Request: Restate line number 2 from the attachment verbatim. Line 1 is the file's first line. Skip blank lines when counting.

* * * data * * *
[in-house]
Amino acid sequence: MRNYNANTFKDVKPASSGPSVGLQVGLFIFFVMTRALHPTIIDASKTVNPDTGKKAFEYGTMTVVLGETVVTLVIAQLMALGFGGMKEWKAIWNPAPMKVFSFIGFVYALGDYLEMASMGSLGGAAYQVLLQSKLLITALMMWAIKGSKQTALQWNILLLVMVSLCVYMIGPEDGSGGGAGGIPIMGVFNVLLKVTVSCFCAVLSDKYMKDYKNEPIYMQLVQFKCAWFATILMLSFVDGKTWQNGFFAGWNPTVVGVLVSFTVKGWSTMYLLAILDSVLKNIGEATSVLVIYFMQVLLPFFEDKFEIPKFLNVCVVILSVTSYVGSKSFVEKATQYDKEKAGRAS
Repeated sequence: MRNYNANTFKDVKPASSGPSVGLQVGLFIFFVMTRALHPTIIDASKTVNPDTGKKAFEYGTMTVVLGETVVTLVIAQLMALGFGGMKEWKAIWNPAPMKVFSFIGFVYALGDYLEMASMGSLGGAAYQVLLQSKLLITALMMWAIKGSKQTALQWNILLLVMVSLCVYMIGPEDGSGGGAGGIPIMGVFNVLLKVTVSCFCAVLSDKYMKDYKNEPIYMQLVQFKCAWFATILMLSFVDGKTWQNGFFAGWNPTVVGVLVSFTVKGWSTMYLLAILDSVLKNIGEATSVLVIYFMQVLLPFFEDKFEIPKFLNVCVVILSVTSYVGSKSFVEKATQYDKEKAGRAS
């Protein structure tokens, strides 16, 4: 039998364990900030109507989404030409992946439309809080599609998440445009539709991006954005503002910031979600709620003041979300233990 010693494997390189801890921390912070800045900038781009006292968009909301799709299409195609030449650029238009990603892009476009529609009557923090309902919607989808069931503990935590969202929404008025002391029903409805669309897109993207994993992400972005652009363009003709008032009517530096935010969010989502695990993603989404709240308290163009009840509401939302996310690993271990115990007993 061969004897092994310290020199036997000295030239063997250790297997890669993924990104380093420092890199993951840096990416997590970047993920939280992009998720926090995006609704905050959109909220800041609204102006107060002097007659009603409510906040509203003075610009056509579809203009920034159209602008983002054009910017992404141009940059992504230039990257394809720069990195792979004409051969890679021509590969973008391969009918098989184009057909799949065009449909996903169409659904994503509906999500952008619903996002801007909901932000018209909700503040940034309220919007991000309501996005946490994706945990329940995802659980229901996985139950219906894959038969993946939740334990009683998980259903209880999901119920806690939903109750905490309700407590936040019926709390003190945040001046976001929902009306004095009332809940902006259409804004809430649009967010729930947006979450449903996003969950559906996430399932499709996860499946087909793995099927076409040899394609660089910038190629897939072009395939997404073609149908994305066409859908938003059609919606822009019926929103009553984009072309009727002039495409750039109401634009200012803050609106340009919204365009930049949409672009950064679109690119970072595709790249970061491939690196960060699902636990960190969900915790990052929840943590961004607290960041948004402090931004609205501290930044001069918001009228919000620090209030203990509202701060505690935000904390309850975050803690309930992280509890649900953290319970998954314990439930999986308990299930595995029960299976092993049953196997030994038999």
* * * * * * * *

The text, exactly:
Amino acid sequence: MRNYNANTFKDVKPASSGPSVGLQVGLFIFFVMTRALHPTIIDASKTVNPDTGKKAFEYGTMTVVLGETVVTLVIAQLMALGFGGMKEWKAIWNPAPMKVFSFIGFVYALGDYLEMASMGSLGGAAYQVLLQSKLLITALMMWAIKGSKQTALQWNILLLVMVSLCVYMIGPEDGSGGGAGGIPIMGVFNVLLKVTVSCFCAVLSDKYMKDYKNEPIYMQLVQFKCAWFATILMLSFVDGKTWQNGFFAGWNPTVVGVLVSFTVKGWSTMYLLAILDSVLKNIGEATSVLVIYFMQVLLPFFEDKFEIPKFLNVCVVILSVTSYVGSKSFVEKATQYDKEKAGRAS